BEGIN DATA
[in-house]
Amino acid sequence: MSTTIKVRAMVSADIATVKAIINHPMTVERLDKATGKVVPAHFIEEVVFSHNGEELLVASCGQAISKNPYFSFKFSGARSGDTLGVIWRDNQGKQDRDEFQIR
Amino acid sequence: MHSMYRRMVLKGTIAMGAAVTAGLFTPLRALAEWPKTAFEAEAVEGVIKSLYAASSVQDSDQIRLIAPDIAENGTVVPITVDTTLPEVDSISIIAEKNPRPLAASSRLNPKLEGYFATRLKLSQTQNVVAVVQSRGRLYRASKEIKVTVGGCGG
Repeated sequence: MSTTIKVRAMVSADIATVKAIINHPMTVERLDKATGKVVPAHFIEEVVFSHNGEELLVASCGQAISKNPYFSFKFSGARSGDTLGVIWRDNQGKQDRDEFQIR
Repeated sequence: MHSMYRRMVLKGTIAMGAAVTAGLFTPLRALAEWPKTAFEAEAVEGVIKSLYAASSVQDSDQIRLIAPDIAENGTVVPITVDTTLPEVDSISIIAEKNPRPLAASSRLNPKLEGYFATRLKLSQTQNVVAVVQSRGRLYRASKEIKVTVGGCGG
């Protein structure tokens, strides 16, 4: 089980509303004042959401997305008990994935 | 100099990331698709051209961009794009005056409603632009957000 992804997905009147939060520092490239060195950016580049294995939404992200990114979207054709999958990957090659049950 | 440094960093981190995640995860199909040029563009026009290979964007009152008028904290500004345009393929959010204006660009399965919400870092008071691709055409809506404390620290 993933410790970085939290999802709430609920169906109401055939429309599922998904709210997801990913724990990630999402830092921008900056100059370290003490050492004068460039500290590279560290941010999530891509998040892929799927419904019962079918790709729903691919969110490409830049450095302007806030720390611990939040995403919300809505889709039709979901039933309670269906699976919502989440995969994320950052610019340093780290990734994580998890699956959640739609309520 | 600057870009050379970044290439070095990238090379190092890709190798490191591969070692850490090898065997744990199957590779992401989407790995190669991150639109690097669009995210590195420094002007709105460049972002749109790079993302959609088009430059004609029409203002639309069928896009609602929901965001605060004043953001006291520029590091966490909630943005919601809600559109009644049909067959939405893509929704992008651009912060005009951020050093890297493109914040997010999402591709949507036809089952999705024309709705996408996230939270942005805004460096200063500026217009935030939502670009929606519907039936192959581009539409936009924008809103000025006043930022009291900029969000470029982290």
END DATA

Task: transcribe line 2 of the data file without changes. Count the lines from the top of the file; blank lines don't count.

Amino acid sequence: MSTTIKVRAMVSADIATVKAIINHPMTVERLDKATGKVVPAHFIEEVVFSHNGEELLVASCGQAISKNPYFSFKFSGARSGDTLGVIWRDNQGKQDRDEFQIR